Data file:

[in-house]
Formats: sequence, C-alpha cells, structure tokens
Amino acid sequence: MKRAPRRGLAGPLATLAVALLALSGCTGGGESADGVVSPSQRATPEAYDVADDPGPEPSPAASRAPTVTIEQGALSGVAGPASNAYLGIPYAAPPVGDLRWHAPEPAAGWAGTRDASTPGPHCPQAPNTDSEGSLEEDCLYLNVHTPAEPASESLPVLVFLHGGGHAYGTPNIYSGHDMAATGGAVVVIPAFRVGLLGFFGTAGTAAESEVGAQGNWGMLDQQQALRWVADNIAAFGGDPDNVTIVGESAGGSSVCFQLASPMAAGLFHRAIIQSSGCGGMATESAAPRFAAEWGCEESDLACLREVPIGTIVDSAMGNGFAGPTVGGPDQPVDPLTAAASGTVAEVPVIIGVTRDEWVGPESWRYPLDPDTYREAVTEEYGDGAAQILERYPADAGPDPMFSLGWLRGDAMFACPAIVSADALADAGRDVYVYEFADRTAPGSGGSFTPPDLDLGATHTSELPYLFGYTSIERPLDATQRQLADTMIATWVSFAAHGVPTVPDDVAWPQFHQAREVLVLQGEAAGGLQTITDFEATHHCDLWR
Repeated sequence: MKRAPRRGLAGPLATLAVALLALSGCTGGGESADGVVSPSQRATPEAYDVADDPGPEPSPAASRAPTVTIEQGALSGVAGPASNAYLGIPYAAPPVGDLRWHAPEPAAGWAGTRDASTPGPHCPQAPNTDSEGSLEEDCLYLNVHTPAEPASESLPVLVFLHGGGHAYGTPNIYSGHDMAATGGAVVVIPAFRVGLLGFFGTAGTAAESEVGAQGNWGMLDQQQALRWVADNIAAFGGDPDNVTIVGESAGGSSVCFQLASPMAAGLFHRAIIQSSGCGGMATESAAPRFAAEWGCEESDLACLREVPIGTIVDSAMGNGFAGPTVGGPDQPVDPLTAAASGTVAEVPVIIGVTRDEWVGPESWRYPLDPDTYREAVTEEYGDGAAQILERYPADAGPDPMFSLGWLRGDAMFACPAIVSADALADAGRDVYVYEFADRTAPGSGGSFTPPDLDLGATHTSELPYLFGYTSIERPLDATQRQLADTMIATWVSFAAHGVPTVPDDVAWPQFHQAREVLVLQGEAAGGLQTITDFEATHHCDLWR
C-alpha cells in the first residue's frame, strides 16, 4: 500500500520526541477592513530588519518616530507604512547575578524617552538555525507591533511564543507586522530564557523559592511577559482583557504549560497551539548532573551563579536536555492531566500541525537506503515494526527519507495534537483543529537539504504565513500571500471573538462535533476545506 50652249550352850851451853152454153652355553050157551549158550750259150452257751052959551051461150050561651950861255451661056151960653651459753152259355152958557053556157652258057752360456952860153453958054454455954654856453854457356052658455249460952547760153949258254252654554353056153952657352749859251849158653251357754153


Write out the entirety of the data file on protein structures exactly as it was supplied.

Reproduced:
[in-house]
Formats: sequence, C-alpha cells, structure tokens
Amino acid sequence: MKRAPRRGLAGPLATLAVALLALSGCTGGGESADGVVSPSQRATPEAYDVADDPGPEPSPAASRAPTVTIEQGALSGVAGPASNAYLGIPYAAPPVGDLRWHAPEPAAGWAGTRDASTPGPHCPQAPNTDSEGSLEEDCLYLNVHTPAEPASESLPVLVFLHGGGHAYGTPNIYSGHDMAATGGAVVVIPAFRVGLLGFFGTAGTAAESEVGAQGNWGMLDQQQALRWVADNIAAFGGDPDNVTIVGESAGGSSVCFQLASPMAAGLFHRAIIQSSGCGGMATESAAPRFAAEWGCEESDLACLREVPIGTIVDSAMGNGFAGPTVGGPDQPVDPLTAAASGTVAEVPVIIGVTRDEWVGPESWRYPLDPDTYREAVTEEYGDGAAQILERYPADAGPDPMFSLGWLRGDAMFACPAIVSADALADAGRDVYVYEFADRTAPGSGGSFTPPDLDLGATHTSELPYLFGYTSIERPLDATQRQLADTMIATWVSFAAHGVPTVPDDVAWPQFHQAREVLVLQGEAAGGLQTITDFEATHHCDLWR
Repeated sequence: MKRAPRRGLAGPLATLAVALLALSGCTGGGESADGVVSPSQRATPEAYDVADDPGPEPSPAASRAPTVTIEQGALSGVAGPASNAYLGIPYAAPPVGDLRWHAPEPAAGWAGTRDASTPGPHCPQAPNTDSEGSLEEDCLYLNVHTPAEPASESLPVLVFLHGGGHAYGTPNIYSGHDMAATGGAVVVIPAFRVGLLGFFGTAGTAAESEVGAQGNWGMLDQQQALRWVADNIAAFGGDPDNVTIVGESAGGSSVCFQLASPMAAGLFHRAIIQSSGCGGMATESAAPRFAAEWGCEESDLACLREVPIGTIVDSAMGNGFAGPTVGGPDQPVDPLTAAASGTVAEVPVIIGVTRDEWVGPESWRYPLDPDTYREAVTEEYGDGAAQILERYPADAGPDPMFSLGWLRGDAMFACPAIVSADALADAGRDVYVYEFADRTAPGSGGSFTPPDLDLGATHTSELPYLFGYTSIERPLDATQRQLADTMIATWVSFAAHGVPTVPDDVAWPQFHQAREVLVLQGEAAGGLQTITDFEATHHCDLWR
C-alpha cells in the first residue's frame, strides 16, 4: 500500500520526541477592513530588519518616530507604512547575578524617552538555525507591533511564543507586522530564557523559592511577559482583557504549560497551539548532573551563579536536555492531566500541525537506503515494526527519507495534537483543529537539504504565513500571500471573538462535533476545506 50652249550352850851451853152454153652355553050157551549158550750259150452257751052959551051461150050561651950861255451661056151960653651459753152259355152958557053556157652258057752360456952860153453958054454455954654856453854457356052658455249460952547760153949258254252654554353056153952657352749859251849158653251357754153